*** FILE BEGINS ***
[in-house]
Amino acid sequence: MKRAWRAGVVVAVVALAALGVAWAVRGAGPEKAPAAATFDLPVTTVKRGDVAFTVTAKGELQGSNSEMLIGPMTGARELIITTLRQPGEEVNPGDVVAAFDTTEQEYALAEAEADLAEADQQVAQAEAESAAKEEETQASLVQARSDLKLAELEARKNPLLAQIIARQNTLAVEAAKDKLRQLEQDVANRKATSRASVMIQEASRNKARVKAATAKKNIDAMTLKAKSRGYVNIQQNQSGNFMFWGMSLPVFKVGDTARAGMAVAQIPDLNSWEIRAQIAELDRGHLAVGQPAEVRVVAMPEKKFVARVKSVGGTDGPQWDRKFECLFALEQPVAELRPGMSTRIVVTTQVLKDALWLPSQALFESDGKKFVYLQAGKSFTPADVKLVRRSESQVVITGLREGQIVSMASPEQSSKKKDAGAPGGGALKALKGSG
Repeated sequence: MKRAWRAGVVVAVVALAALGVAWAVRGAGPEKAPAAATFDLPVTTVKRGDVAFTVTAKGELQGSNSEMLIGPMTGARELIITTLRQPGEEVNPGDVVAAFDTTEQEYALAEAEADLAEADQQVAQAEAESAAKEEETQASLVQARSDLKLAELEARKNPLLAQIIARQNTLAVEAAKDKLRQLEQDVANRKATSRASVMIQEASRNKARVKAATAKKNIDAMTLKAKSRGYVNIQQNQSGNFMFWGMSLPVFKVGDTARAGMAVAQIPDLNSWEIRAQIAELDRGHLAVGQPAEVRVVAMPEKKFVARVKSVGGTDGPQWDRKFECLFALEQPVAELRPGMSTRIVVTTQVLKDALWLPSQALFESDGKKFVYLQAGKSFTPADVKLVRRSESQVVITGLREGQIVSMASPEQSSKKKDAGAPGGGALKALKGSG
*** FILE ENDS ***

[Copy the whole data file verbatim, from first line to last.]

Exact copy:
[in-house]
Amino acid sequence: MKRAWRAGVVVAVVALAALGVAWAVRGAGPEKAPAAATFDLPVTTVKRGDVAFTVTAKGELQGSNSEMLIGPMTGARELIITTLRQPGEEVNPGDVVAAFDTTEQEYALAEAEADLAEADQQVAQAEAESAAKEEETQASLVQARSDLKLAELEARKNPLLAQIIARQNTLAVEAAKDKLRQLEQDVANRKATSRASVMIQEASRNKARVKAATAKKNIDAMTLKAKSRGYVNIQQNQSGNFMFWGMSLPVFKVGDTARAGMAVAQIPDLNSWEIRAQIAELDRGHLAVGQPAEVRVVAMPEKKFVARVKSVGGTDGPQWDRKFECLFALEQPVAELRPGMSTRIVVTTQVLKDALWLPSQALFESDGKKFVYLQAGKSFTPADVKLVRRSESQVVITGLREGQIVSMASPEQSSKKKDAGAPGGGALKALKGSG
Repeated sequence: MKRAWRAGVVVAVVALAALGVAWAVRGAGPEKAPAAATFDLPVTTVKRGDVAFTVTAKGELQGSNSEMLIGPMTGARELIITTLRQPGEEVNPGDVVAAFDTTEQEYALAEAEADLAEADQQVAQAEAESAAKEEETQASLVQARSDLKLAELEARKNPLLAQIIARQNTLAVEAAKDKLRQLEQDVANRKATSRASVMIQEASRNKARVKAATAKKNIDAMTLKAKSRGYVNIQQNQSGNFMFWGMSLPVFKVGDTARAGMAVAQIPDLNSWEIRAQIAELDRGHLAVGQPAEVRVVAMPEKKFVARVKSVGGTDGPQWDRKFECLFALEQPVAELRPGMSTRIVVTTQVLKDALWLPSQALFESDGKKFVYLQAGKSFTPADVKLVRRSESQVVITGLREGQIVSMASPEQSSKKKDAGAPGGGALKALKGSG